6 For everyone looks out for his own interests and not those of Jesus Christ. But you know that Timothy has proved himself, because as a son with his father he has served with me in the work of the gospel. I hope, therefore, to send him as soon as I see how things go with me. The will of God, as I understand it, is to put other's interests before my own and to serve in furthering the gospel as the Holy Spirit and my oversight so direct. That also involves a vibrant and diligent prayer and study life that seeks to find the will of God and do it. 2. I walk in faith. The writer of Hebrews wrote, "Without faith it is impossible to please God." I want to please the Lord by exercising faith in Him concerning my purpose, family, finances, future, and relationships. The second part of that verse completes the thought when it says, "because anyone who comes to him must believe that he exists and that he rewards those who earnestly seek him" (Hebrews 11:6).
7 3. Dr. John W. Stanko My faith will have practical expression through my giving habits as I'm generous with my time, knowledge, wisdom, and money. 3. I love my family. The Lord has given me three wonderful gifts: Kathy, John, and Deborah. The Apostle Paul commanded husbands to love their wives just as Christ loved the church and gave himself for her to make her holy, cleansing her by the washing with water through the word, and to present her to himself as a radiant church, without stain or wrinkle or any other blemish, but holy and blameless. In the same way, husbands ought to love their wives as their own bodies (Ephesians 5:25-28). I want to love my wife and see her released to her purpose as a joint heir with me of the gracious gift of life (1 Peter 3:7). He also told fathers not to "embitter your children, or they will become discouraged" (Colossians 3:21). I want to be a friend and encourager to my children and release them to their God-given purpose.
8 4. I am a servant-leader. Because I am a man of purpose, I have a desire to express my purpose by serving the world in some capacity. Since my childhood, I've also found myself in leadership positions. Thus I want to combine those two roles servant and leader to be a servant- leader from a biblical perspective. I want to lead and serve according to God's will and implement my decisions in the right spirit and attitude. Peter wrote, Be shepherds of God's flock that is under your care, serving as overseers not because you must, but because you are willing, as God wants you to be; not greedy for money, but eager to serve; not lording it over those entrusted to you, but being examples to the flock (1 Peter 5:2-3). I want to lead in the tradition of Jesus, Moses, Joseph, David, Solomon, and Daniel. I want to grow in my understanding of servant leadership, learning to listen well and to influence, not control others. I also want to be a leader of integrity and courage.
9 5. I am a communicator. Jesus was a great communicator. Mark reported that "the large crowd listened to him [Jesus] with delight" (Mark 12:37). That came from His insight into the Word, His love for people, and His effective speaking style. I want to follow in His footsteps. Jesus also said, "The Father who sent me commanded me what to say and how to say it" (John 12:49). I want to have something to say and then know how to present it with clarity, humor, and conviction, whether speaking, writing books and articles or communicating through other media. I also want to study and effectively utilize humor to enhance my ability to 4. Dr. John W. Stanko communicate with others. I acknowledge too that I have a sense of humor that is God-given and I am committed to use it to the glory of God. 6. I am energetic. I became a servant of this gospel by the gift of God s grace given me through the working of his power (Ephesians 3:7). Paul accomplished his life purpose through the working of his [God's] power.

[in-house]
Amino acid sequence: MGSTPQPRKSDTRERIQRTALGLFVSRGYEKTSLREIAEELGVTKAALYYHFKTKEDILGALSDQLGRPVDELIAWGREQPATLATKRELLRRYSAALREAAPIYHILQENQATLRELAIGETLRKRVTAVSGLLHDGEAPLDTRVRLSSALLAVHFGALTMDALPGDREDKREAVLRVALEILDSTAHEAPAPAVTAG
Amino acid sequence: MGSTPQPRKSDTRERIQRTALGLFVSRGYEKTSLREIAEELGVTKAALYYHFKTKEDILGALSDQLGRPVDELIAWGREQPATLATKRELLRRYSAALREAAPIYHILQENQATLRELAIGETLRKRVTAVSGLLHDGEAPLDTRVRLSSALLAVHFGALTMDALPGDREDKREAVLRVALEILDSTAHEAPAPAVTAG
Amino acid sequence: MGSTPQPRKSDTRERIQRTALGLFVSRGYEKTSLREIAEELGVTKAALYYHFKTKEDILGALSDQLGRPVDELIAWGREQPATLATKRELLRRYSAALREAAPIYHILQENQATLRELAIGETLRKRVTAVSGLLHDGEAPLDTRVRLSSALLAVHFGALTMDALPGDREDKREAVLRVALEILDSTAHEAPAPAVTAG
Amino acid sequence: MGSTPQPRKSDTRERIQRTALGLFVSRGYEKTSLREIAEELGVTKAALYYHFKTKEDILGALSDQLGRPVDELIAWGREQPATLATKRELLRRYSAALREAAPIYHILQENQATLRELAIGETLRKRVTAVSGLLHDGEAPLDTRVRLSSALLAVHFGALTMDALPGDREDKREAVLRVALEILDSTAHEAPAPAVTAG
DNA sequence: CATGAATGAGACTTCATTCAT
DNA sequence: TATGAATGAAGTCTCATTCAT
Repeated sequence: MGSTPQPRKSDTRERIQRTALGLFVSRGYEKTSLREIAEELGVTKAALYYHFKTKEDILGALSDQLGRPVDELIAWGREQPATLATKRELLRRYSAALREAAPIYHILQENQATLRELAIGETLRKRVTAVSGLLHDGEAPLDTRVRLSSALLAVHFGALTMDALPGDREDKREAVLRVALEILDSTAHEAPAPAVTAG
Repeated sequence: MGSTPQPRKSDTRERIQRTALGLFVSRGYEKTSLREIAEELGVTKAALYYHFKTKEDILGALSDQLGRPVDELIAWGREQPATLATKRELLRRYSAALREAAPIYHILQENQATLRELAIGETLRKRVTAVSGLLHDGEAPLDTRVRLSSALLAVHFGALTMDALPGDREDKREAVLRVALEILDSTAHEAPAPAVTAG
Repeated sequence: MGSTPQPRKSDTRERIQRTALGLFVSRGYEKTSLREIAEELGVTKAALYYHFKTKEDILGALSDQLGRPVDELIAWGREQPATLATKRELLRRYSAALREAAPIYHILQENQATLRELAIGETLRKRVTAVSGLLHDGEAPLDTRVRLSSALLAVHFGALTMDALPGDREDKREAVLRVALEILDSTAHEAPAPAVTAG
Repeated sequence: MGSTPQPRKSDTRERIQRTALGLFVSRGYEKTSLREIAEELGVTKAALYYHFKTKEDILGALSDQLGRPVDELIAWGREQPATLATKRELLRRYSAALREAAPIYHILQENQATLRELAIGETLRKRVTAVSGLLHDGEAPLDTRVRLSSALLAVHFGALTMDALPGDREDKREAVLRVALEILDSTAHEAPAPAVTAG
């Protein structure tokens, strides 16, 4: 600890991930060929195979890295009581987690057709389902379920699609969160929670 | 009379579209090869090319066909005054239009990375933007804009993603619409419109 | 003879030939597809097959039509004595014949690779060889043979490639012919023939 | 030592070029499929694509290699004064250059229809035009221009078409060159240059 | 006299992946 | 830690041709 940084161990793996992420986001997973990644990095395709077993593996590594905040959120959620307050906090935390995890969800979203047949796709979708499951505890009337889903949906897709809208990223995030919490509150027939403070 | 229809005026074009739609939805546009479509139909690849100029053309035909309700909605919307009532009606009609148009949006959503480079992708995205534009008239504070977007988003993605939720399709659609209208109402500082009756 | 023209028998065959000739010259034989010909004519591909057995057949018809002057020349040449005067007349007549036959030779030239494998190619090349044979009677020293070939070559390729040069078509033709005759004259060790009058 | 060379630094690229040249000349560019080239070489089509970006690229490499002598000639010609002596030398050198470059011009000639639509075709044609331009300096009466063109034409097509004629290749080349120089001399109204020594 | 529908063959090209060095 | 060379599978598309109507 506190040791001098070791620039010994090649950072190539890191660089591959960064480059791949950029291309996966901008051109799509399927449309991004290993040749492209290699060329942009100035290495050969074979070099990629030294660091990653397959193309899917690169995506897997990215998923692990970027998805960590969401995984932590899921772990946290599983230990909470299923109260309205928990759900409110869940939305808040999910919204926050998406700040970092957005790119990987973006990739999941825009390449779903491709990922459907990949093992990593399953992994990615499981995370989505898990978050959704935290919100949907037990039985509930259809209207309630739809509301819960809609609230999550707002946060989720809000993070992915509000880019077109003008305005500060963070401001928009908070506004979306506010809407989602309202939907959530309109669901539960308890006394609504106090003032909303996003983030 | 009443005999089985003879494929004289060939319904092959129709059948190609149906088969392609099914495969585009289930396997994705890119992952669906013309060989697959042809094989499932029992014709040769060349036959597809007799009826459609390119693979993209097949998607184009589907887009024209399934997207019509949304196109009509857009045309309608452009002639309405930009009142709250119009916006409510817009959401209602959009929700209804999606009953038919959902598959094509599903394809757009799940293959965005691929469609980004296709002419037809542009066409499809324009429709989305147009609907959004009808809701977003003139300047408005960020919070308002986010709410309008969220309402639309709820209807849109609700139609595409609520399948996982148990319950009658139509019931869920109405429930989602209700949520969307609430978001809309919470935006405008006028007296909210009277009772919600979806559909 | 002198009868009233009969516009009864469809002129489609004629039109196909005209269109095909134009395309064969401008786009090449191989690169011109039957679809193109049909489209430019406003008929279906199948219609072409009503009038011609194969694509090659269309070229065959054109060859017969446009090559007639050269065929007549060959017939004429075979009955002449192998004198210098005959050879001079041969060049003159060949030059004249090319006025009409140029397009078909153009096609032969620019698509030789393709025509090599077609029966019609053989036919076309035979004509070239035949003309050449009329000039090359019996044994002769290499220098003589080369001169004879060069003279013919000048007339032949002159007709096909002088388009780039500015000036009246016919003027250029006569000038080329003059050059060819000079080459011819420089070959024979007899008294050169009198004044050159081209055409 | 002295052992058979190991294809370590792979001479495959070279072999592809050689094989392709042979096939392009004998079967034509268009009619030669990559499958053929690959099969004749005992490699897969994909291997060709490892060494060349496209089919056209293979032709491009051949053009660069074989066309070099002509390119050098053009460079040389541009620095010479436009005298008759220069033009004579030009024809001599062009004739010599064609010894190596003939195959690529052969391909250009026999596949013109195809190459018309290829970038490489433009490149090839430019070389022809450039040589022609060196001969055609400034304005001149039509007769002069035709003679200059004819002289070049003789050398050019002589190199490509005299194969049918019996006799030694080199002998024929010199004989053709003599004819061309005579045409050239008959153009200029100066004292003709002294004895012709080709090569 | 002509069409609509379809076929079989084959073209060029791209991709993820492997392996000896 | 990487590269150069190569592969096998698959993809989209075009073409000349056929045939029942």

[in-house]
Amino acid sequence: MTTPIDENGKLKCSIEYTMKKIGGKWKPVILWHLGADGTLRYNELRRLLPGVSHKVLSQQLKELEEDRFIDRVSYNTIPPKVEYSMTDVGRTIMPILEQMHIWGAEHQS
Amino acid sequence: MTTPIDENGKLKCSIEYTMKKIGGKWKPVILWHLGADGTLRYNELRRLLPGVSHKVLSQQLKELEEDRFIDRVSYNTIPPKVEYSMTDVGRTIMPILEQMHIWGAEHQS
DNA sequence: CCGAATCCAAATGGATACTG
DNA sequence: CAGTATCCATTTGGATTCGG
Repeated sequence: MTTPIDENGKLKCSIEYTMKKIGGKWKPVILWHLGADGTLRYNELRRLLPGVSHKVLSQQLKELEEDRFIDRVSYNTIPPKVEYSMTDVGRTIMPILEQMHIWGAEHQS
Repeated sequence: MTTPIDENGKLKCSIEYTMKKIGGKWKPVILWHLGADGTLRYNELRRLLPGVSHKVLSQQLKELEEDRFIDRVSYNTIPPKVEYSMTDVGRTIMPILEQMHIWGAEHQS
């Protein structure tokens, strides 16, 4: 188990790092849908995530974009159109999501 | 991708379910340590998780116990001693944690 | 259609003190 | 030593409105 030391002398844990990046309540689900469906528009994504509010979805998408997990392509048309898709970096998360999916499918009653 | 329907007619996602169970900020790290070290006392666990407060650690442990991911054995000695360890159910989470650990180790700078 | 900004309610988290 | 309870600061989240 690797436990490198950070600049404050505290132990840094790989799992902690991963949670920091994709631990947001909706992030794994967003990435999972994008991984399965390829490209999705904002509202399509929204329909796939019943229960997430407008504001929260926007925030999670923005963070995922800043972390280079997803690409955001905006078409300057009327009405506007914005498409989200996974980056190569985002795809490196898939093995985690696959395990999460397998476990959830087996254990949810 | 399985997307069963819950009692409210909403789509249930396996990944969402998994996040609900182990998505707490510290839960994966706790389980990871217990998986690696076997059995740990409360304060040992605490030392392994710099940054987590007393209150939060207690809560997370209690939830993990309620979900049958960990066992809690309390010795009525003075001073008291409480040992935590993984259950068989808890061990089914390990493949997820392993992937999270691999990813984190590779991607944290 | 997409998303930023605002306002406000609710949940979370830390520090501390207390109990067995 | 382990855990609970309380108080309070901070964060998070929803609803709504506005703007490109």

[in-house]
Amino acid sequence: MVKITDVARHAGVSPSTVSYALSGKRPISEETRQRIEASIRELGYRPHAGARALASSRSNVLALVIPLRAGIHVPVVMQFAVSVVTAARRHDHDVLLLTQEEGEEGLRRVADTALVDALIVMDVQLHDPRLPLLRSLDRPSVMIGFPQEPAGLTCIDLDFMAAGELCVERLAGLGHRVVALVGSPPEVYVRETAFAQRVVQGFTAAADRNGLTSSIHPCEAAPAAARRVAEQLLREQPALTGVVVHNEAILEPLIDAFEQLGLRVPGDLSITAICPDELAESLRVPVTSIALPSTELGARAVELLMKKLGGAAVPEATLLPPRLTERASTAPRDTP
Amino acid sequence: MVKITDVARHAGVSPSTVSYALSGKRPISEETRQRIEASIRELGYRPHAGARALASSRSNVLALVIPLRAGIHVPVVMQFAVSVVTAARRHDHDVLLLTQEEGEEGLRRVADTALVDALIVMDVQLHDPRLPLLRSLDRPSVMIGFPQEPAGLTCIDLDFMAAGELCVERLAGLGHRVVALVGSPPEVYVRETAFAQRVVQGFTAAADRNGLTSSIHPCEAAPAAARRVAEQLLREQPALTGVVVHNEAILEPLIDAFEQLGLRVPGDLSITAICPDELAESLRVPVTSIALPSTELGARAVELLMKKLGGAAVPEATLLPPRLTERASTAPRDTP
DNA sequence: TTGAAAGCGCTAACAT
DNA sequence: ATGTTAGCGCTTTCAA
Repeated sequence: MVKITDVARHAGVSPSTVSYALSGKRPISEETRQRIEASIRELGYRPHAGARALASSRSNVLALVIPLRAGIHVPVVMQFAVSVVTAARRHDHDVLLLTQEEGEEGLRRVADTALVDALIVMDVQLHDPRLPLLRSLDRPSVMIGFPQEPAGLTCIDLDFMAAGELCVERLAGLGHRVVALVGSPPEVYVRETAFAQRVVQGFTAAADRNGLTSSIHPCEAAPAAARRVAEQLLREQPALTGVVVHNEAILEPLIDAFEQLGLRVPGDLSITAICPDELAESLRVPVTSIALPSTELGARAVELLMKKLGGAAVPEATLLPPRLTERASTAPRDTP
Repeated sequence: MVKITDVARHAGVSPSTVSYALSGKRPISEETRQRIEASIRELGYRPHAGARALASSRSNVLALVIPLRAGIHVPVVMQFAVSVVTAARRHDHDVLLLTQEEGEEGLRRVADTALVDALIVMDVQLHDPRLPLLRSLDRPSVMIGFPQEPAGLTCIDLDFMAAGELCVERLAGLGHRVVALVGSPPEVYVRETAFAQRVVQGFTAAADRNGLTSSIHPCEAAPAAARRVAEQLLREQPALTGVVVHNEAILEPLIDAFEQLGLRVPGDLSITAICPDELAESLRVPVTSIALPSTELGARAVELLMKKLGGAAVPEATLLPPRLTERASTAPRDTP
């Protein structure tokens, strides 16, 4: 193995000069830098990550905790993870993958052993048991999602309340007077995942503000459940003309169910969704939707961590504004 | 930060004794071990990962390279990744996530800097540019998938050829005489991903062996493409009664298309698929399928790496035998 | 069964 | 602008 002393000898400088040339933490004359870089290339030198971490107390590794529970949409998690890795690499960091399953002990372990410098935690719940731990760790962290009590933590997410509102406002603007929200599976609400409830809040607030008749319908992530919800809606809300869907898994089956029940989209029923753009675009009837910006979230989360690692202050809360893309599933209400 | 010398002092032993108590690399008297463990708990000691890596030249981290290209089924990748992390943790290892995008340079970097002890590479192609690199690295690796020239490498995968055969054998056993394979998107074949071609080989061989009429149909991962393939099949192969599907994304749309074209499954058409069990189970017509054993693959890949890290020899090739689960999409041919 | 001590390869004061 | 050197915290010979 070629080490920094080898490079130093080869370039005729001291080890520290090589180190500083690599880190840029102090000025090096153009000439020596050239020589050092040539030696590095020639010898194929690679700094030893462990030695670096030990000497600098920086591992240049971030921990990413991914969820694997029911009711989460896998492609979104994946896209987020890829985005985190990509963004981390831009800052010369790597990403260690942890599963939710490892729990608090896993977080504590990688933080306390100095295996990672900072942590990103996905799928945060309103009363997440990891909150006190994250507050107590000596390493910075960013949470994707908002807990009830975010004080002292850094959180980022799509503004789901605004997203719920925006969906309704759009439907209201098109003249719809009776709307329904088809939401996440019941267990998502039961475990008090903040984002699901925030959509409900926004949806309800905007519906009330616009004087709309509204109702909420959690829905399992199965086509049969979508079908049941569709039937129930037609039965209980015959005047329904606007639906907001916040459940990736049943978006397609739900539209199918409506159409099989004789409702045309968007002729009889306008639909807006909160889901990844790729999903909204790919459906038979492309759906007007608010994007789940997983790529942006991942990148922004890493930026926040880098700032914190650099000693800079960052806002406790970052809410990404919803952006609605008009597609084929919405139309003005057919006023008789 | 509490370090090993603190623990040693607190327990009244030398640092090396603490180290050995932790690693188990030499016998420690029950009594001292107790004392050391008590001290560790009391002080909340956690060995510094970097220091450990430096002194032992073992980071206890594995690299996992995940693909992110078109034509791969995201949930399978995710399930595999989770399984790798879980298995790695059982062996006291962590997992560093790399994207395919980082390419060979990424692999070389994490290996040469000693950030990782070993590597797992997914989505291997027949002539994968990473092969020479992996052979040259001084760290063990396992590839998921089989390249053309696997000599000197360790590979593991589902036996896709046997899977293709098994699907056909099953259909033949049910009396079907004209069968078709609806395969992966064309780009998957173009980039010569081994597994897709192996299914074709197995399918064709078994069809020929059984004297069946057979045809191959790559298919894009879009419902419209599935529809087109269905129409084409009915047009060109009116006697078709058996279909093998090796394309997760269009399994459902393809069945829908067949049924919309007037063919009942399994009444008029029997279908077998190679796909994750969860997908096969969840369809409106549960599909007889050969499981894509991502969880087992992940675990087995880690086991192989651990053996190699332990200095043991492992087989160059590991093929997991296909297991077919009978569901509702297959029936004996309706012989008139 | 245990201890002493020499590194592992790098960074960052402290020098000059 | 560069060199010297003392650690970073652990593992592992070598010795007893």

10 The Greek word for working is energeo. I want to have and use this same energeo in my life and not be found working in my own strength. I will maintain this energy by staying focused on my purpose, eating healthy food, exercising, and getting appropriate rest. I will use this energy to produce more than I consume and to engage in activities that will bring increase and glory to God. When I work, I work and walk in the truth of what Paul wrote to the Corinthians: But by the grace of God I am what I am, and His grace toward me did not prove vain;. but I labored even more than all of them, yet not I, but the grace of God with me (1. Corinthians 15:10 NASU). 7. I am a learner. Because the world is changing so rapidly, I can't afford to "crystallize" in my work habits or thinking. That means that I must continue to learn and grow in the knowledge of God (Colossians 1:10). My primary focus must be the word of God and my prayer is "open my eyes that I may see wonderful things in your law" (Psalm 119:18).